As the economy continues to shift from a culture of full-time employment to an on-demand "gig" marketplace, the landscape of workers' rights is also changing. Working as an independent contractor rather than an employee allows a worker more flexibility and autonomy in their work schedule, among other things, but that may come at the cost of losing certain benefits. It's crucial to understand how the legal rights of workers who are considered "employees" are different from those who are considered independent contractors such as consultants, short-term contract workers, and freelancers.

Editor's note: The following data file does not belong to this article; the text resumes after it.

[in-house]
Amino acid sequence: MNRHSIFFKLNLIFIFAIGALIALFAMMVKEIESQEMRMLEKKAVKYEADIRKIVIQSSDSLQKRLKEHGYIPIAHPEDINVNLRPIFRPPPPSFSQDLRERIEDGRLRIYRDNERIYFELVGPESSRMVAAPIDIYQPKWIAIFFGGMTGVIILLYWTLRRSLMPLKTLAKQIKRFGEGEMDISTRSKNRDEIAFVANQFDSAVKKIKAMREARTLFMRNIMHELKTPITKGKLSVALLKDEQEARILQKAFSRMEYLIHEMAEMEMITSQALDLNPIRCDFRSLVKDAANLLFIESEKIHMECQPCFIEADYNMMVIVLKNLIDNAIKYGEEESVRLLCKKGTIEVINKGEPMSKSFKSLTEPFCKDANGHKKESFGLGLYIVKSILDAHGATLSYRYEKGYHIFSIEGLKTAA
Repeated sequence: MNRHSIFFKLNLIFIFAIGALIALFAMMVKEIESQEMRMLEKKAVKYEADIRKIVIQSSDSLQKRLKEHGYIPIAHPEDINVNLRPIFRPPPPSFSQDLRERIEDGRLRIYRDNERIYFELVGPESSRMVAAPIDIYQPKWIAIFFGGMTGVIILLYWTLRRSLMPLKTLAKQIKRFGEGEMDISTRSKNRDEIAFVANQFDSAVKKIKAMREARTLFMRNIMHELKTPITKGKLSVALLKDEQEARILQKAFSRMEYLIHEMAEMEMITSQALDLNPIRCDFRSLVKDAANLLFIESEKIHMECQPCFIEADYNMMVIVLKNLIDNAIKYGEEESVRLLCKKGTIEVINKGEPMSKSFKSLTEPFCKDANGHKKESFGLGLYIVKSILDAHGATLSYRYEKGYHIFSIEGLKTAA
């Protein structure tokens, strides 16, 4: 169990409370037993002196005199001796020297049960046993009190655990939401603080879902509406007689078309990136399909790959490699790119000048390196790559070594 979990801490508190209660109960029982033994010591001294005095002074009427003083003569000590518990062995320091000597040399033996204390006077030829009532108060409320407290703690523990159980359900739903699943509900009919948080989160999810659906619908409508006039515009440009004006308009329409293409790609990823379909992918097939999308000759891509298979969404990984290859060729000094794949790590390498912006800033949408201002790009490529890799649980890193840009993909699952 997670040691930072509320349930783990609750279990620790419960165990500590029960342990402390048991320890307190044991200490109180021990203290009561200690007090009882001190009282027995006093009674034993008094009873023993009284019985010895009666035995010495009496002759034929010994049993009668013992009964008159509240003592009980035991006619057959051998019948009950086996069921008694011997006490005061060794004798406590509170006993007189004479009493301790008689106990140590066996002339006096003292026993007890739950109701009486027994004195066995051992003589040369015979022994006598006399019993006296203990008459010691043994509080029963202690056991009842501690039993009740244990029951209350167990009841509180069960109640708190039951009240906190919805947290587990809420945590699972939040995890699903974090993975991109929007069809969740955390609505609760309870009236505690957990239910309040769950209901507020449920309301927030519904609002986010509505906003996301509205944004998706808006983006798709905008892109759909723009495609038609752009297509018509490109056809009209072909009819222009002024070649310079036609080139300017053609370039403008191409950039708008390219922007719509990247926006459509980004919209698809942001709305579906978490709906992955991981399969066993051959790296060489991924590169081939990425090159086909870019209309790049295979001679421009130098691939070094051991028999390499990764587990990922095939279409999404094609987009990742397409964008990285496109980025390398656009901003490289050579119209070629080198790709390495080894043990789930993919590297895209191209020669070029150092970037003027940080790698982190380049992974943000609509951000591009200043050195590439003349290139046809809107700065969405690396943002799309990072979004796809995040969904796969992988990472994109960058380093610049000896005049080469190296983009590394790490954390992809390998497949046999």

On behalf of the New York State Bar Association, Wendi Lazar, Partner and co-chair of the Outten & Golden Executives and Professionals Practice Group, presented a discussion panel at Manhattan's CUNY Graduate Center on 34th Street as part of a 4-hour MCLE workshop titled "'Sweat Equity' in Start-Ups and Early-Stage Businesses: Legal, Tax and Employment Issues for Founders, Key Executives and Independent Contractors." In her lecture, Lazar focused primarily on company founders' obligations to There employees, recruiting talent, wage and hour concerns (wages vs. equity), misclassifying employees as independent contractors, and preparing for a sale (workplace issues, avoiding tax problems, potential litigation, and the value of the business).